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MomTalk.com November 19, 2017:   The women's magazine for moms about children, family, health, home, fashion, careers, marriage & more


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Understanding Early Sexual Development


To parents of infants and toddlers, their children's sexual development may seem a long way off. But actually, sexual development begins in a child's very first years. Infants, toddlers, preschoolers, and even young school-aged kids develop an emotional and physical foundation for sexuality in many subtle ways as they grow.


Just as they reach important physical and emotional milestones, like learning to walk or learning to recognize mom or dad, young kids hit important milestones in how they recognize, experience, and feel about their bodies, and how they form attachments to others. The attachments established in these early years help set the stage for bonding and intimacy down the line.


By understanding how your kids grow and learn, you can play an important role in fostering their emotional and physical health.


Infants and Toddlers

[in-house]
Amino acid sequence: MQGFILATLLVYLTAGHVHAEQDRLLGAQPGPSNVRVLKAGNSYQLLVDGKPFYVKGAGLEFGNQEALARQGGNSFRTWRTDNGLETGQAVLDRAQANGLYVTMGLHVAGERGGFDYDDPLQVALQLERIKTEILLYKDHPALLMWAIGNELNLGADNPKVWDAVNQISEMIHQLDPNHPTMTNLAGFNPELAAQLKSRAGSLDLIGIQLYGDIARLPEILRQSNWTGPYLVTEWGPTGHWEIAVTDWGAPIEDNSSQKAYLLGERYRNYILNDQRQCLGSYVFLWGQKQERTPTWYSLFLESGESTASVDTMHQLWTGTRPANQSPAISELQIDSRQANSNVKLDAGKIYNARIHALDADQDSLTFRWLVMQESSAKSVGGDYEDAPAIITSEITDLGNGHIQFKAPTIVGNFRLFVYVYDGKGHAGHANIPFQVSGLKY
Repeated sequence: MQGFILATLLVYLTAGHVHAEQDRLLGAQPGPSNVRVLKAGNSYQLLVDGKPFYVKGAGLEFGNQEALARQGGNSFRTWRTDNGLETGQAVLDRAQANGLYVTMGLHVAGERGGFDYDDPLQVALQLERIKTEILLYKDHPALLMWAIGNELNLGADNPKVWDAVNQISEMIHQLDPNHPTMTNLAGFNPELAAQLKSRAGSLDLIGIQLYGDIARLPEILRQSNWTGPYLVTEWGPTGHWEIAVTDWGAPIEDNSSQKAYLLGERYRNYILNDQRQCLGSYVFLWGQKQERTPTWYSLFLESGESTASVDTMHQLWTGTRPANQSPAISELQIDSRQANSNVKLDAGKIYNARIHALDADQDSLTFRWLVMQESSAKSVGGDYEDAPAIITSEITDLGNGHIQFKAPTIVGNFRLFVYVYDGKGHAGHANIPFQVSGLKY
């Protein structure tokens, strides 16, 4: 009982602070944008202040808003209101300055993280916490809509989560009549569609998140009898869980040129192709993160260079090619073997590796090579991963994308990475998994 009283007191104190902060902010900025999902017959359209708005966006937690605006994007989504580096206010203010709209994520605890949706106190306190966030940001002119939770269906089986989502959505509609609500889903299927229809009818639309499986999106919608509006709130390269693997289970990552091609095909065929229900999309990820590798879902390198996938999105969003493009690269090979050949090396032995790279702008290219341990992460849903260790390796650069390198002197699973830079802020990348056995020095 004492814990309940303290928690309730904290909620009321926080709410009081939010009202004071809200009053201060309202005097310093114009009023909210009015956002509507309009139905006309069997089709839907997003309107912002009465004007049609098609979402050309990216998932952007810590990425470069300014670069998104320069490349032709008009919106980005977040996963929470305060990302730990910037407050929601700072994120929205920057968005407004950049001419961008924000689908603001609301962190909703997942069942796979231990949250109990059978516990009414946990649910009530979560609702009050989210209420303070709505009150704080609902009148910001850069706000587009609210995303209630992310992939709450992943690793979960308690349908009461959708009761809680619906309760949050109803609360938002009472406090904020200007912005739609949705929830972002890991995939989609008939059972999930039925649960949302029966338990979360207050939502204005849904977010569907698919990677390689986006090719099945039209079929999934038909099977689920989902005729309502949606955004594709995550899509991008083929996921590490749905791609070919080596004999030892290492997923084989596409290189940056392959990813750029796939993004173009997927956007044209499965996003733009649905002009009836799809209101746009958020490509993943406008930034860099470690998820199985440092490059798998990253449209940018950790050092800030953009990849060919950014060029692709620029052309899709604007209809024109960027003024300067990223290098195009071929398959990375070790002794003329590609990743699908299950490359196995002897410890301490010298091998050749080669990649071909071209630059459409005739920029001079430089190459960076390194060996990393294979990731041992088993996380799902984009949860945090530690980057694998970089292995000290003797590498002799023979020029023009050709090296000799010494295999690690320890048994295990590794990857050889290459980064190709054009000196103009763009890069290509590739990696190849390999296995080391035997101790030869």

Babies' earliest emotional attachments are formed with their parents through physical contact that expresses their love. Being held and touched, kissed and hugged, snuggled and tickled allows babies to experience comforting, positive physical sensations associated with being loved. The unique type of physical intimacy and emotional attachment between parent and infant can be the early foundation of more mature forms of physical intimacy and love that develop later as part of mature sexuality.


My body
Many parents have called their doctors expressing concern because their kids touch their genitals during diaper changes or their baby boys have frequent erections. They're reassured that these behaviors are perfectly normal and told that even the youngest children naturally explore their bodies. And many kids, especially toddlers, enjoy being naked. How you react - your voice, the words you use, your facial expressions - is one of your child's first lessons in sexuality. By not responding with anger, surprise, or disapproving words, you teach your child that this curiosity about his or her body is a normal part of life.
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Categories: Babies, Toddlers, Pre-Schoolers, School-Age, Children,


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